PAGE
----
Make sure to pack plenty of healthy snacks and water to refresh yourself—and your little ones—during and after your workouts. If you are taking medications, do not become dehydrated! Lithium is especially dangerous to dehydrated persons because the body retains it when losing fluids. This can lead to lithium toxicity, which means the level in your blood has built up faster than it can be excreted by the kidneys. Side effects include dizziness, diarrhea, and vomiting, which worsens fluid loss. If the level is especially concentrated, you may slip into a coma or enter a psychotic state, both of which can damage you neurologically.

As always, please consult a physician before trying any program which involves changes to your levels of physical activity. Please ask your doctor about the effects your medications may have on your body during periods of high exertion, and to what extent you are able to work out in order to avoid symptoms like dizziness. A trained medical professional will recommend exercises tailored to your needs and health.

So start slow and good luck!

What is your favorite way to get moving and grooving?

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Why Medicinal Weight Gain is Devastating to the Mentally Ill

“Watch out,” the mental ward’s psychiatrist gently cautioned me. “It’s true that Depakote will stabilize you, but you’ll gain a lot of weight. Plus, anything you pack on will be harder to lose. Are you sure you want this medication?”

“Pish posh,” I said, manic and therefore invincible. “I don’t care about a measly ten pounds.”

At the time, I was seething. Were we, in considering my treatment plan, really going to prioritize my weight over my mental health? In the midst of my psychotic breakdown, I’d just realized that I was insane enough to need serious medical intervention. Was that really the time to caution me about maintaining thinness—especially considering I had given birth two weeks prior? And why were there no other options to treat my condition?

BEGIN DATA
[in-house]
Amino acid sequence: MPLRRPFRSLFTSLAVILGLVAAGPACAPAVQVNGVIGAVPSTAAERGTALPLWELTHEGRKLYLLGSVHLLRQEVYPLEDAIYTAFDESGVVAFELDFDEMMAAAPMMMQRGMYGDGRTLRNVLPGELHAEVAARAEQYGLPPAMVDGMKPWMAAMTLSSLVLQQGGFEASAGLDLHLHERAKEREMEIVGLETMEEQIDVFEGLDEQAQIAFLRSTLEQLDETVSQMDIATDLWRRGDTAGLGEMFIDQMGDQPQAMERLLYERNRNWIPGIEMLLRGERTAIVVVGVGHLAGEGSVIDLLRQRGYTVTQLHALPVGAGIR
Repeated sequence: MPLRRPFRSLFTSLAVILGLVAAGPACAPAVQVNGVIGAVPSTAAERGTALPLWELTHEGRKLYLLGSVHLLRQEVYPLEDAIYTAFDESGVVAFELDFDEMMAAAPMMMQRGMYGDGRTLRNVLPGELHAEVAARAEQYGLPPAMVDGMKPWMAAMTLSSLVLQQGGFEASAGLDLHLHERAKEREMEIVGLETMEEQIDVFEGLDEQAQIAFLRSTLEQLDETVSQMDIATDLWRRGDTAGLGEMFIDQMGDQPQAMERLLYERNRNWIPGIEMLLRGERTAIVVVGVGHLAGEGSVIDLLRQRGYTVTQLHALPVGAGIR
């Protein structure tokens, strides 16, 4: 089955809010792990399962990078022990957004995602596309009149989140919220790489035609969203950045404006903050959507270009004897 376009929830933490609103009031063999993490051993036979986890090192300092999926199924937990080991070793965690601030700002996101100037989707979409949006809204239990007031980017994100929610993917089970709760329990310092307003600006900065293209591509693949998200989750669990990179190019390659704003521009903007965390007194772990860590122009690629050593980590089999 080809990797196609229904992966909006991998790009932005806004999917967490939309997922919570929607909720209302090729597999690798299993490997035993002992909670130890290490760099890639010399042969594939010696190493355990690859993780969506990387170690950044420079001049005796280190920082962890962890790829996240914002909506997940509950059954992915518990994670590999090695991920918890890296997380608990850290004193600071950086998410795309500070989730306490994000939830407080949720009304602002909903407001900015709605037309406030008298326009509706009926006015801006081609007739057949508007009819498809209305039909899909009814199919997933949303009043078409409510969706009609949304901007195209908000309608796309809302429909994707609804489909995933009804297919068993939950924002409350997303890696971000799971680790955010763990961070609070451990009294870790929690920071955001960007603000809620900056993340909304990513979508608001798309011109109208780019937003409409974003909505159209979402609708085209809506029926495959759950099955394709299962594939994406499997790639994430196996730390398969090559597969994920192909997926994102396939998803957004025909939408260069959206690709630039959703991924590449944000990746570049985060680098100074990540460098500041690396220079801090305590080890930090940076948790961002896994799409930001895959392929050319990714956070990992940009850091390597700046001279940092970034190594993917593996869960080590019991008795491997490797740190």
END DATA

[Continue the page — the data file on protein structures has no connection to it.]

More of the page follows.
Sixty pounds and a few years later, I care a great deal about my muffin top. So much so that it has started to negatively affect both my health and self-esteem.

I’ve had young children ask if I have a baby in my belly.  I’ve been laughed at and called “fattie!” when dancing.  I’ve even had a certain insensitive business owner look at my four-year-old debit card and declare, “You used to be so skinny!  You know, when you were a teen.”

Ouch.

No one can tell from looking at me what my diet is or what medications I may be taking. Despite that, they feel free to comment on my body. I fully admit that my new curves are not entirely due to my nightly med cocktail. I am largely sedentary and my diet consists of the three major food groups—Grease, Sugar, and Dairy—both issues which I am addressing. But even with that lifestyle, I should not have gained thirty pounds in a year.

Weight gain is a huge factor preventing people from complying with a long-term drug treatment plan. In a 1999 study of the adverse effects of antipsychotics, more than seventy percent of participants reported weight gain as “extremely distressing”—far greater than any other side-effect.

Depakote, a gold standard in the treatnment of bipolar disorder, is one of the worst offenders. Studies have even suggested that women on the drug crave carbohydrates up to ten percent more than men do, and tend to gain more.

This is a three-fold problem:

1.  The mental health industry is a fledgling one, even though its business is currently booming. We just don’t know what a lot of these compounds do to the body yet, especially when blended. And not all drugs work for everyone. I myself am allergic to entire families of medications, including most of the new atypical antipsychotics and serious painkillers.

2.  People stop taking their prescriptions when they feel that the diseases are easier to bear than the side-effects.  In addition, this is often done abruptly, which can be dangerous as it may trigger a severe mood episode.

3.  Despite not being able to tell how healthy someone is by looking at them, many cultures shame fat people.

There is a stigma against having a mental illness. There is a stigma against needing medications to survive. There is a stigma against being fat. But what if you are the first already and have to choose between the second and third?

This is the kind of choice that breaks a person.

What sorts of things have you had to deal with on your meds? If you can bear to part with the numbers, how many pounds have you gained?